In the Name of God, the Subtle, the Loving
My thoughts and prayers are with the victims of the Ft. Hood tragedy. As the country begins to process what happened yesterday, there are still many questions that have yet to be answered. Why did this doctor do this? What was his motivation? How did he get this guns? How could a doctor do something like this?
Indeed, it is fortunate that the alleged gunman did survive, because, it is hoped we can find out why he did this. Had he died, the reasons would have been victim to unending speculation. Of course, those who believe nothing good about Islam and Muslims are painting this as “terrorism” and “jihad at Ft. Hood.” Yet, I doubt those same people would call this shooting in Orlando today an act of terrorism.
Perhaps, as much as I hate to even imagine such a thing, he did have some sort of twisted religious motivation for the shooting (some claim he shouted “Allahu Akbar” during the shootings). As horrific as that would be, it does not change the fact that we American Muslims
are just as horrified by this, and all, senseless acts of violence against innocent people, even if they are soldiers about to go to war. They were unarmed; they did not pose a threat to Major Hasan; they were his fellow soldiers. They were his fellow soldiers. It is truly an act that in unconscionable.
When I reflect over the possible motivations of this shooting, it reminds me of a verse in the Quran; it is, perhaps, one of the most powerful verses in the entire scripture.
Believers, never let the hatred of a people toward you move you to commit injustice… (5:8)
The details about Major Hasan continue to come out: that he was harassed by some of his fellow soldiers for being Muslim; that being deployed to Iraq was his “worst nightmare”; that he tried very hard to get out of the Army but could not; that he argued with other fellow soldiers about the legitimacy of the wars in Iraq and Afghanistan.
Even so, nothing whatsoever justifies the murder of innocent people. Never let the hatred of a people toward you move you to commit injustice…
This phrase in repeated twice in the first eight verses of the fifth chapter of the Quran. It was revealed after the conquest of Mecca, during the Last Pilgrimage of the Prophet Muhammad (pbuh). It reminds the believers that, despite all that was done to you by the pagan Quraish during all those years of conflict, it is not fitting for you to stoop to their level and commit injustice yourselves:
And never let your hatred of people who would bar you from the Inviolable House of Worship lead you into the sin of aggression: Asad(5,6 but rather help one another in furthering virtue and God-consciousness, and do not help one another in furthering evil and enmity; and remain conscious of God: for, behold, God is severe in retribution! (5:2)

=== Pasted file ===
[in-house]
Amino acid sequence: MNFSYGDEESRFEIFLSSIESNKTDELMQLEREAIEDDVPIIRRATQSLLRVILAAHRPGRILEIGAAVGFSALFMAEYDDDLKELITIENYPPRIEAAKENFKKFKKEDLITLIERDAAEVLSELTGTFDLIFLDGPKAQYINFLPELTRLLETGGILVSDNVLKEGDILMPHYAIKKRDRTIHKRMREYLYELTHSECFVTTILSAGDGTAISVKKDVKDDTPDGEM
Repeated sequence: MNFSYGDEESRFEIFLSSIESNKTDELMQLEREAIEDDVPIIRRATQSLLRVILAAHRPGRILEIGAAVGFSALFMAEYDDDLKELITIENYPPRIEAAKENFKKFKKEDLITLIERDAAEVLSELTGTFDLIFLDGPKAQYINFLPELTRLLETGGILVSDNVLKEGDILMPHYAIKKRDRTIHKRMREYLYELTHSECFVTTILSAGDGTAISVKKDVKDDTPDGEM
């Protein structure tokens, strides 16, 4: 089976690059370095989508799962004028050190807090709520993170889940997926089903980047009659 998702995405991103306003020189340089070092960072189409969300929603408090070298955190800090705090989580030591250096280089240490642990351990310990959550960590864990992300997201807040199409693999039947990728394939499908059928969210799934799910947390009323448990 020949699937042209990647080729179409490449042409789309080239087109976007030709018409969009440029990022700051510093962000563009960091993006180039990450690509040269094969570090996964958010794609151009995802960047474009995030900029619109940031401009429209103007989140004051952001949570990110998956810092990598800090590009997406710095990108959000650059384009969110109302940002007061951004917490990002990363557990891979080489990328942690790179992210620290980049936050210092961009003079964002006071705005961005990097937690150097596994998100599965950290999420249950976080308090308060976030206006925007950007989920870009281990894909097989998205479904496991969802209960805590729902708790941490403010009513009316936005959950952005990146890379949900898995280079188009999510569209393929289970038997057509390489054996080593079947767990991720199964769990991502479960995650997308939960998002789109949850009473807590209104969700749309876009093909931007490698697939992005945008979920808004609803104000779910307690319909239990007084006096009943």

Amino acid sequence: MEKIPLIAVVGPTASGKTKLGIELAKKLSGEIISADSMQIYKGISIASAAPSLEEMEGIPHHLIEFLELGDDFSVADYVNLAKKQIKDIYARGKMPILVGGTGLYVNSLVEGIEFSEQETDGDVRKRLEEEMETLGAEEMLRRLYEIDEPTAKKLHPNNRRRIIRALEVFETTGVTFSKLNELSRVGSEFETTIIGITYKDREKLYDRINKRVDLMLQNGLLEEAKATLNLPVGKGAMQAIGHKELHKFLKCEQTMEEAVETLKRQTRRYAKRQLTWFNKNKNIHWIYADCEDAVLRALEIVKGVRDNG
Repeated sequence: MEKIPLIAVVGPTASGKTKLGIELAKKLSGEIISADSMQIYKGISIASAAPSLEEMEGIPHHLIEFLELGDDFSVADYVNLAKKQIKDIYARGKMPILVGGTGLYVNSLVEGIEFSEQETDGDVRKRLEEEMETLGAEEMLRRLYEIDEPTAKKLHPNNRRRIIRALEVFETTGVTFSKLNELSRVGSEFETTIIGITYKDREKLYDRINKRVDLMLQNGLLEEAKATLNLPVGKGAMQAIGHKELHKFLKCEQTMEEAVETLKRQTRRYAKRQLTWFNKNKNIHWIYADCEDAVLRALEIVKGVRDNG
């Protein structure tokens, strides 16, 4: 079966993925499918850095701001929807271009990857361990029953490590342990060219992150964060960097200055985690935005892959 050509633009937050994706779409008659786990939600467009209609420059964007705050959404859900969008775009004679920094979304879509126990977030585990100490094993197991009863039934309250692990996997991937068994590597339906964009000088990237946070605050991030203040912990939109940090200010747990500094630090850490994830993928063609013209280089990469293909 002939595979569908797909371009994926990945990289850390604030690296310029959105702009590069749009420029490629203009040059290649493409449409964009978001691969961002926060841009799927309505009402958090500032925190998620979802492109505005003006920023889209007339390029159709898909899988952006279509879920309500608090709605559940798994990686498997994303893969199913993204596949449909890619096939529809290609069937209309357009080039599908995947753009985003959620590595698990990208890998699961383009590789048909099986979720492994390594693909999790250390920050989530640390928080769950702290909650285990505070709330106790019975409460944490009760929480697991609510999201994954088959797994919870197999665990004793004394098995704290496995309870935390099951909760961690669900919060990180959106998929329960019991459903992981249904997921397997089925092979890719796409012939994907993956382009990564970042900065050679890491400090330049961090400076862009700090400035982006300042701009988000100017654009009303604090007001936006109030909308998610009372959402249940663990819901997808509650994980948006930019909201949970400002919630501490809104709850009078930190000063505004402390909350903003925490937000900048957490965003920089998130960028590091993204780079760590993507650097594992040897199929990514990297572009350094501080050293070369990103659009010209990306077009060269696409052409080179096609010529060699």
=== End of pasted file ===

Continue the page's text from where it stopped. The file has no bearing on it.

A few verses later, God repeats this injunction upon the believers:
Asad(5,19)O you who have attained to faith! Be ever steadfast in your devotion to God, bearing witness to the truth in all equity; and never let hatred of anyone lead you into the sin of deviating from justice. Be just: this is closest to being God-conscious. And remain conscious of God: verily, God is aware of all that you do. (5:8)
Indeed, it may not be very easy to do: the “animal” instinct in all of us may want to lash out in revenge. But, the believer is held to a higher standard. She in enjoined to restrain the basest desires and hearken to the better angels of her nature. That is “closest to being God-conscious”; that is closest to being Godly; that is closest to being like our Noble Messenger who, when he conquered Mecca, forgave the very people who swore never to stop until his blood was shed by their hands.
This verse serves as the foundation upon which Islam condemns (and I condemn) each and every act of violence against the innocent. Indeed, I am blessed to be an American Muslim; I am blessed to be a Muslim in a country where I can truly live out my faith without – for the most part – fear of being persecuted, attacked, maimed, and killed. Yes, there are incidents – and they are growing – of Islamophobia right here in America. But, overall, I am much more able to be a Muslim here in the U.S. than anywhere else in the world, even more than many parts of the “Muslim world.” I thank God for this, and it is because of His blessing of this great nation.
Yet, no matter what injustice is committed against Muslims across the world – and there is much of that – there is no justification for the harming of innocent people in “revenge.” Never let the hatred of a people toward you move you to commit injustice…
In fact, we in America should learn this principle as well. The attack on our country, our people, our way of life on September 11, 2001 was heinous, vicious, and barbaric. Those 3,000 innocent Americans (many of whom were Muslims themselves) did not deserve to die in such an horrific manner. It was a grave injustice done to our people. Yet, that cannot give us the right to “pre-emptively” invade any country we feel like in “revenge,” where other innocent people will die as a result. We must also learn to never let the hatred of a people towards [us] move [us] to commit injustice…
As our country continues to wage its “Long War” against those who plan and plot to harm our innocent fellow citizens, let us always remember that we are better than our enemies. Because, verse 5:8, in essence, tells the believers just that: “you are better than stooping to the level of your enemies.”
Let us take in that lesson as Americans as well. Would that we had done so a long time ago.